King, L. A., Newson, R. S., Cohen, G. E., Schroeder, J., Redman, S., Rychetnik, L., Milat, A. J., Bauman, A., & Chapman, S. (2015). Tracking funded health intervention research. Medical Journal of Australia, 203 (4), 184-184e.4.
Objective: To describe the research publication outputs from intervention research funded by Australia’s National Health and Medical Research Council (NHMRC).
Design and setting: Analysis of descriptive data and data on publication outputs collected between 23 July 2012 and 10 December 2013 relating to health intervention research project grants funded between 1 January 2003 and 31 December 2007.
Main outcome measures: Stages of development of intervention studies (efficacy, effectiveness, replication, adaptation or dissemination of intervention); types of interventions studied; publication output per NHMRC grant; and whether interventions produced statistically significant changes in primary outcome variables.
Results: Most of the identified studies tested intervention efficacy or effectiveness in clinical or community settings, with few testing the later stages of intervention development, such as replication, adaptation or dissemination. Studies focused largely on chronic disease treatment and management, and encompassed various medical and allied health disciplines. Equal numbers of studies had interventions that produced statistically significant results on primary outcomes, (27) and those that did not (27). The mean number of total published articles per grant was 3.3, with 2.0 articles per grant focusing on results, and the remainder covering descriptive, exploratory or methodological aspects of intervention research.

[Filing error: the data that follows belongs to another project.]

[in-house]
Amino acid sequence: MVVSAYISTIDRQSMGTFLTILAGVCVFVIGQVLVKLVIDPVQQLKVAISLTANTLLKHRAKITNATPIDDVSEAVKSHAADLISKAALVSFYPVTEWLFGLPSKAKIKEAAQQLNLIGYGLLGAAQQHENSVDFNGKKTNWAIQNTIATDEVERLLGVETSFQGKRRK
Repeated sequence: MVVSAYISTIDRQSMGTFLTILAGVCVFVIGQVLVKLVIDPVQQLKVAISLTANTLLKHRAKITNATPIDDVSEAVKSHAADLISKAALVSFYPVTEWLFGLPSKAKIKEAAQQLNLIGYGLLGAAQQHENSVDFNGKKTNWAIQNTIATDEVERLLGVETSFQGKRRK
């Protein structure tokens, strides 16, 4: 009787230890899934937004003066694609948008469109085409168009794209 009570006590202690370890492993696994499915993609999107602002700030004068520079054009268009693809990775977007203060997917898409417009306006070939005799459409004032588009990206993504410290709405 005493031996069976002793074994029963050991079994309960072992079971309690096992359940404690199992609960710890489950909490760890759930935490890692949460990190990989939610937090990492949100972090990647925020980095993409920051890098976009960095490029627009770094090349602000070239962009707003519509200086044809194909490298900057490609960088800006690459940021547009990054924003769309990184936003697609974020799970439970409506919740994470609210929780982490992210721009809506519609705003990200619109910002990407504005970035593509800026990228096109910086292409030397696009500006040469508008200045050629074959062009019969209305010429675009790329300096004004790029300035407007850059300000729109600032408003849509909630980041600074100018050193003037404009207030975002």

Conclusions: Our study provides a benchmark for the publication outputs of NHMRC-funded health intervention research in Australia. Research productivity is particularly important for intervention research, where findings are likely to have more immediate and direct applicability to health policy and practice. Tracking research outputs in this way provides information on whether current research investment patterns match the need for evidence about health care interventions.
NHMRC-funded research, health care interventions, Australia